I should be writing my conference paper right now, but since I’m sick of looking at it – and since I’ve already eaten WAY too much of the chocolate I scored for my birthday – I thought I’d procrastinate with a blog post instead. Picking a topic at random from my stuff-to-blog-about-one-day list, I ended up with… *drumroll* Pantsers versus Plotters!
Most writers probably know what these things mean, but for anyone who doesn’t, “pantsing” refers to writing a story off the top of your head, with no idea where it will end up, while “plotting” refers to planning out the whole story before you start writing it; perhaps with detailed character descriptions or an outline of what will happen over the course of the book.
Mentioning the plotters versus pantsers debate is often a good way to stir up writers. The pantsers feel that having an outline stifles their creativity and that knowing where the story will go takes all the fun out of writing it. Plotters, on the other hand, tend to flounder if they don’t have a plan to fall back on when they get stuck, and prefer to have more control over how the story plays out.
I’ve discovered that I’m a plotter. The first serious writing project I worked on was Exile, a high fantasy trilogy. I had the idea for the main character one day and started writing the first book, making it up as I went along. While I did my writing diploma, I bumbled my way through the story, writing the first six chapters in roughly chronological order. Once I hit the start of chapter seven, I realised that I didn’t know where the main character would go next… And then I got stuck. I made fairly weak attempts at planning her next move, and orchestrated increasingly far-fetched scenarios to steer the story on, and then I started wondering if I’d bitten off more than I could chew. At that point, the story more or less died; discouraged by what I saw as an epic failure, I didn’t write at all for about a year.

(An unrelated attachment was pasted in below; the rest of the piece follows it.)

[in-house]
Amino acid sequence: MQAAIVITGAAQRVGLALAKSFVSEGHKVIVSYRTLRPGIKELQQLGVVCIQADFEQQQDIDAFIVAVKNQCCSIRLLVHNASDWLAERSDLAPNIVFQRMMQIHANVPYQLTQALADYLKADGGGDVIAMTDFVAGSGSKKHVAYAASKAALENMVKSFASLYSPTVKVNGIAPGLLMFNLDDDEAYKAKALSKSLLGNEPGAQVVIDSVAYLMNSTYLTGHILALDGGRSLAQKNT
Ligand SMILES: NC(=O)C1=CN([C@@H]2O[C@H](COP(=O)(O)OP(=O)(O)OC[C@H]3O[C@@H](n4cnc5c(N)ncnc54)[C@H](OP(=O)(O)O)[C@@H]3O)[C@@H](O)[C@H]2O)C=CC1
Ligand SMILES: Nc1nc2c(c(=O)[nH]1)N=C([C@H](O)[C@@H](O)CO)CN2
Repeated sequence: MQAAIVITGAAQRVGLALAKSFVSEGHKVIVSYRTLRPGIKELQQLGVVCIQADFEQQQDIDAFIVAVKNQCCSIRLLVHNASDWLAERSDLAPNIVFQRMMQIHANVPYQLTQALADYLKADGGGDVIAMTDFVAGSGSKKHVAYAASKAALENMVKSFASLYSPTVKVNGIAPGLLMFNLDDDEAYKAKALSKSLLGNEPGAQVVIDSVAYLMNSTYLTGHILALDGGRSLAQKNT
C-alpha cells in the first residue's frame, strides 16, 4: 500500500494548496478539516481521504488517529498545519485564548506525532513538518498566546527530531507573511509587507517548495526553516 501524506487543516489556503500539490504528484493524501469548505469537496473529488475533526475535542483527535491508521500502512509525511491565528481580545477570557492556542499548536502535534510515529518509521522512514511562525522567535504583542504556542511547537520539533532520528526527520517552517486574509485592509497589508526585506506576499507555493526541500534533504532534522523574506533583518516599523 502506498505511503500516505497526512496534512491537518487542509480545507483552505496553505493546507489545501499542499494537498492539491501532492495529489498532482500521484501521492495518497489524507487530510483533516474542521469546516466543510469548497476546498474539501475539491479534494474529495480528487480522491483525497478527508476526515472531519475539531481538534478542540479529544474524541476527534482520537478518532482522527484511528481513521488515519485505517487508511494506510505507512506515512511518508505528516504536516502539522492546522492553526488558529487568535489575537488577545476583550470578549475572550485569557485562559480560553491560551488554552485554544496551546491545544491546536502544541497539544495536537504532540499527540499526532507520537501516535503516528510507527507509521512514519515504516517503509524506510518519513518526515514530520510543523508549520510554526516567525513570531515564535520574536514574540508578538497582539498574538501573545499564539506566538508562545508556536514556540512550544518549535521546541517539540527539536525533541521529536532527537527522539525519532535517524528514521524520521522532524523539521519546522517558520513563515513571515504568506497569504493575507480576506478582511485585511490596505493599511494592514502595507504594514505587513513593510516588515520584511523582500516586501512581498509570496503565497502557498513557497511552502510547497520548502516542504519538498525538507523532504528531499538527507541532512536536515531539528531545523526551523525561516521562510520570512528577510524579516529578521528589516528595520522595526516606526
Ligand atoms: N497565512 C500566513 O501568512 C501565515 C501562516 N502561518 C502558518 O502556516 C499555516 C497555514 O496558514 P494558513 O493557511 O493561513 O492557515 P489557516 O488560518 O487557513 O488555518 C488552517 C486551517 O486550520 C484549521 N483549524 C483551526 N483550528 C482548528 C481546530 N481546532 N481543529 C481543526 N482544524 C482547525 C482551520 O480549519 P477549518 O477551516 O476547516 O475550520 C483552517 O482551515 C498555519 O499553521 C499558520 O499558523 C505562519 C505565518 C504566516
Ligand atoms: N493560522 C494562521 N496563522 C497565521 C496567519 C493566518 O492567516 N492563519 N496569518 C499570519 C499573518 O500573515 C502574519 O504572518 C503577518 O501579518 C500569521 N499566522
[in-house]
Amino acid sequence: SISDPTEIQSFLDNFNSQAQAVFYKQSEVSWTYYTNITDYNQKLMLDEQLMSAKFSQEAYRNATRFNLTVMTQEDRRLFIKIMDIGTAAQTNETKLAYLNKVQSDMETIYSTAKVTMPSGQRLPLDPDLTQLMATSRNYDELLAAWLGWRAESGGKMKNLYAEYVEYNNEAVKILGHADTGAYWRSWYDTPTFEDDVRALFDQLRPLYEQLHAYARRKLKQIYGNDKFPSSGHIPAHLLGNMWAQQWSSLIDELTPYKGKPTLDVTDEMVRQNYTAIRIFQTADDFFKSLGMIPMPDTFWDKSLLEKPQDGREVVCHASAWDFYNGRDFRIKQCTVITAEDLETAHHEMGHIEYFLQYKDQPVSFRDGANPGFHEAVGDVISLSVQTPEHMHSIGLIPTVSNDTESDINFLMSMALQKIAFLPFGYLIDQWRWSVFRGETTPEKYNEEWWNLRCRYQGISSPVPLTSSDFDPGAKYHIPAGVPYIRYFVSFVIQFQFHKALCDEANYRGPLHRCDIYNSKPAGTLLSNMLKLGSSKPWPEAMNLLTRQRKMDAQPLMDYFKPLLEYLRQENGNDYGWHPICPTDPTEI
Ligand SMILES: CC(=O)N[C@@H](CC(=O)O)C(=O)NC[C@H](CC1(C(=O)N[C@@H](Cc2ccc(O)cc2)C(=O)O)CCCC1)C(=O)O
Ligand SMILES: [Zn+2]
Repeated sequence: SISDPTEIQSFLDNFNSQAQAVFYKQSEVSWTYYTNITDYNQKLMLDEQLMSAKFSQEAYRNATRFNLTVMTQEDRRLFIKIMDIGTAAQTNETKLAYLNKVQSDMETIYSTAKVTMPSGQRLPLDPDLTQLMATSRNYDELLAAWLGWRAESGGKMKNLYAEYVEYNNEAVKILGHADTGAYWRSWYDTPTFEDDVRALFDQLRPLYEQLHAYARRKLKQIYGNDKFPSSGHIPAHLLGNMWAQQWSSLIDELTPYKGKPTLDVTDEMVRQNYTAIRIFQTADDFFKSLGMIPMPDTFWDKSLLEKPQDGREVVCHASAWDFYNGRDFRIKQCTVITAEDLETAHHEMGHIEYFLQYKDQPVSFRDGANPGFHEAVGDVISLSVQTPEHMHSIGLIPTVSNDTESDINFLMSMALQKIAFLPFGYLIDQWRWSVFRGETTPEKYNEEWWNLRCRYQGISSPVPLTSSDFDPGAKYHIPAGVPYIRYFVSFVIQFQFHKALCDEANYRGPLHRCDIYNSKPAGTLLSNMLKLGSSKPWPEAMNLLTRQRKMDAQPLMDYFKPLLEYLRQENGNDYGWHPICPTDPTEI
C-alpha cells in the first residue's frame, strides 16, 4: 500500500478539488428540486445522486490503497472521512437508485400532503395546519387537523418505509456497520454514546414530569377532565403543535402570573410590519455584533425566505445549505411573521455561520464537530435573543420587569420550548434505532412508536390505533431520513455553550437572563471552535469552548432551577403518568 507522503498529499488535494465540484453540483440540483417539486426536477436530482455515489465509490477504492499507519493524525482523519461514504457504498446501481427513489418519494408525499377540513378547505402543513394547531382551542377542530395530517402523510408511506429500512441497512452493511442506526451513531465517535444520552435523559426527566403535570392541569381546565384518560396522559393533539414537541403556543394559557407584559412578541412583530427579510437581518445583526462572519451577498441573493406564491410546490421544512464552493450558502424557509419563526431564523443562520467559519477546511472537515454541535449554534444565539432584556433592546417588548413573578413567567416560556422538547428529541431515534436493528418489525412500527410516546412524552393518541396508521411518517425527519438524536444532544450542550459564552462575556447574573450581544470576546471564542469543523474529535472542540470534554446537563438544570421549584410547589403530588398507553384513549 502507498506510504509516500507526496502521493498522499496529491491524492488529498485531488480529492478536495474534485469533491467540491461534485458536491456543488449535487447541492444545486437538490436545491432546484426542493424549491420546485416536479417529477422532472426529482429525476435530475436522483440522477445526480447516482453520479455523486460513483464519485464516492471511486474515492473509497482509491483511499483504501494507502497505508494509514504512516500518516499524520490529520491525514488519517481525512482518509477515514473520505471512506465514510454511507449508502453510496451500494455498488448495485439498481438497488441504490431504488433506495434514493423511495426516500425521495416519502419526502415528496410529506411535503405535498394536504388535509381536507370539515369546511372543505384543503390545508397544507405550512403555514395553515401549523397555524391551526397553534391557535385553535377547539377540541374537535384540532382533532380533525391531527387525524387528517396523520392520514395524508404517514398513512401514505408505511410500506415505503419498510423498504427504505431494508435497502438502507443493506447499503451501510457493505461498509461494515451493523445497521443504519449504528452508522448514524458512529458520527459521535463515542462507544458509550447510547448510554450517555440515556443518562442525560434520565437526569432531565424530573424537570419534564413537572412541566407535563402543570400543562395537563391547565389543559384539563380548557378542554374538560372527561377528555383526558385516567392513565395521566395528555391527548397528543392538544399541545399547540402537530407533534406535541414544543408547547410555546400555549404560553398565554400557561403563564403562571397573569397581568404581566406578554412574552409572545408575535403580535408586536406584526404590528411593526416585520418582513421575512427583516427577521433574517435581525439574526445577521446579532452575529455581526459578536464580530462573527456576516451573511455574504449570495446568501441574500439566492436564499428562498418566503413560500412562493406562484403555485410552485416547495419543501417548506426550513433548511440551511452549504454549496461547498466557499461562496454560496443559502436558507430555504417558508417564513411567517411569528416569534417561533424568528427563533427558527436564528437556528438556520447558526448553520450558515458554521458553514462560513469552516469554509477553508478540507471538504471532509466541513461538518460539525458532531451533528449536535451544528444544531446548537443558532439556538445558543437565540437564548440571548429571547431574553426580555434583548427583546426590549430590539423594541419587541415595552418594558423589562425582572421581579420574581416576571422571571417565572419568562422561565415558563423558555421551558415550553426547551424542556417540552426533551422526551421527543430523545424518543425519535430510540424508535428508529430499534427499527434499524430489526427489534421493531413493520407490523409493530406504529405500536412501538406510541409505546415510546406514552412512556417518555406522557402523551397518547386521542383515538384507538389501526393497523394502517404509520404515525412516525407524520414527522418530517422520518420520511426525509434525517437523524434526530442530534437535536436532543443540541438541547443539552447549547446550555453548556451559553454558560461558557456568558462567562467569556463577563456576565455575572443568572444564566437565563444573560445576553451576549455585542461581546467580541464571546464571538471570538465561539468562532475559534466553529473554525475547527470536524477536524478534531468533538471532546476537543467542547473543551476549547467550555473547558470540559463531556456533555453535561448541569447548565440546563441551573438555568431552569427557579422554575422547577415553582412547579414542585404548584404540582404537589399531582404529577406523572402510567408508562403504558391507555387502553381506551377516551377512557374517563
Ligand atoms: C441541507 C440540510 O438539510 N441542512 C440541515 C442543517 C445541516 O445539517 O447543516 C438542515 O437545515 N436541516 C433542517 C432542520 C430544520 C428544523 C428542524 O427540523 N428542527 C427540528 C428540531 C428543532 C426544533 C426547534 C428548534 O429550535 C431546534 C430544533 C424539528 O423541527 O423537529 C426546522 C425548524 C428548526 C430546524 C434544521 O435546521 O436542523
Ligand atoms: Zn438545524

One day I had the idea for a short dark fantasy story after stumbling across some random song. Once I had written it, I realised that it had the potential to be so much more. But this time, instead of just diving straight into writing, I began to write an outline for the novella that would eventually become my current work in progress; Dark and Silent Waters. Sure, the outline has since been tweaked to within an inch of its life, but knowing roughly where I wanted the story to go, how the characters would develop and the atmosphere and themes that would run through the story have helped me to stay focused on writing it. With an outline, the goal of completing a first draft seems more manageable. I’ve always had the outline to act as scaffolding and give me ideas for what I can do next when I hit a wall. And, if I couldn’t write the next chronological chapter, I was able to jump ahead and write a different chapter; I figured that it didn’t matter where the words went, as long as I was putting them down. I know some writers can and prefer to write in a linear fashion, but I just can’t work like that; I tend to bounce around within the story like a demented yo-yo on a sugar-high.
Right now I have my prologue, epilogue and a few random chapters in between completed. My word count is at just over 20,000 words out of an estimated 80,000. I’ve also recently started working on an outline for my Exile trilogy, in the hopes that I’ll be able to go back to it once I’ve finished my novella and actually make some progress with it.
What about other writers out there? Are you pantsers or plotters or somewhere in between?